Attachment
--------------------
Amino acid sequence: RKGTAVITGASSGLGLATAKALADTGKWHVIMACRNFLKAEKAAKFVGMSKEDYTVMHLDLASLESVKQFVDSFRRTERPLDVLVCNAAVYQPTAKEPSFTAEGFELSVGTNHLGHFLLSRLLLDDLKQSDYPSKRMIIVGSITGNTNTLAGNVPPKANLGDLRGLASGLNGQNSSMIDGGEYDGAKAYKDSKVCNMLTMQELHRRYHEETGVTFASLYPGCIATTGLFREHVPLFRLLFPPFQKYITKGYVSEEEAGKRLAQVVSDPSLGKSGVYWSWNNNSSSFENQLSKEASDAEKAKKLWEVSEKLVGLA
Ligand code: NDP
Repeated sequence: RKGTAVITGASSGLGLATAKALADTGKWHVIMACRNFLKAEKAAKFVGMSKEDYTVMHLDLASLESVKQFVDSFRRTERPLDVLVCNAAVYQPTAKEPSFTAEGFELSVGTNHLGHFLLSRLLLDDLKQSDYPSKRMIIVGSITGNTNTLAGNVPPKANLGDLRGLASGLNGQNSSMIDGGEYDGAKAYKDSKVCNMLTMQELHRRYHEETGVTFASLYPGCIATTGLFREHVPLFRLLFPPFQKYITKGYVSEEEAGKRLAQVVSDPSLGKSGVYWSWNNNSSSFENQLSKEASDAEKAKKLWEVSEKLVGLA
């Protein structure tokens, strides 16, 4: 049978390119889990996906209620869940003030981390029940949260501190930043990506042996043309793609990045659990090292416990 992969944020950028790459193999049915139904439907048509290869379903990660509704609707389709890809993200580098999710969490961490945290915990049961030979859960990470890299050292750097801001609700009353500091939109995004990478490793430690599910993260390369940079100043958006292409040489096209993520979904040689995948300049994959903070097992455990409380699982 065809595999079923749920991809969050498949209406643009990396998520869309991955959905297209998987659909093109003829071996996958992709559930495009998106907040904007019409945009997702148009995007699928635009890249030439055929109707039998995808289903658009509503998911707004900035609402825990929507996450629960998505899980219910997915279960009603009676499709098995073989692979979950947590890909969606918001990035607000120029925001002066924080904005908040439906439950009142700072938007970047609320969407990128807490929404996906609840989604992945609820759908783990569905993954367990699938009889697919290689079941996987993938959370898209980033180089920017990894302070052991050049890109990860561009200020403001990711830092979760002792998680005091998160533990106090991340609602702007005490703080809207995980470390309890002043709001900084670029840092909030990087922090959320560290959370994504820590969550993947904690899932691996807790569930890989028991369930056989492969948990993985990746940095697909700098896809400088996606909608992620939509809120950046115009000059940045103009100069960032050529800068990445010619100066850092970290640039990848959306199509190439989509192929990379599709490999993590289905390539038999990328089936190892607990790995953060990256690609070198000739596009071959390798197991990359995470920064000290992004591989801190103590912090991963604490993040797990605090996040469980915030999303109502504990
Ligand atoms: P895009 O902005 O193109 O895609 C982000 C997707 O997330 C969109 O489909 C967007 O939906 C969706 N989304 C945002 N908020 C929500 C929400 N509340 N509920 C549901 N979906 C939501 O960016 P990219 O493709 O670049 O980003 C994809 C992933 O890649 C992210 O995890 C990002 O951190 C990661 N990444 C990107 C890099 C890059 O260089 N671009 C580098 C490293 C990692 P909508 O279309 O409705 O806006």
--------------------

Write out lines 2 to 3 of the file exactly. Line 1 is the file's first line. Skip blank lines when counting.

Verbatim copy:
Ligand code: NDP
Repeated sequence: RKGTAVITGASSGLGLATAKALADTGKWHVIMACRNFLKAEKAAKFVGMSKEDYTVMHLDLASLESVKQFVDSFRRTERPLDVLVCNAAVYQPTAKEPSFTAEGFELSVGTNHLGHFLLSRLLLDDLKQSDYPSKRMIIVGSITGNTNTLAGNVPPKANLGDLRGLASGLNGQNSSMIDGGEYDGAKAYKDSKVCNMLTMQELHRRYHEETGVTFASLYPGCIATTGLFREHVPLFRLLFPPFQKYITKGYVSEEEAGKRLAQVVSDPSLGKSGVYWSWNNNSSSFENQLSKEASDAEKAKKLWEVSEKLVGLA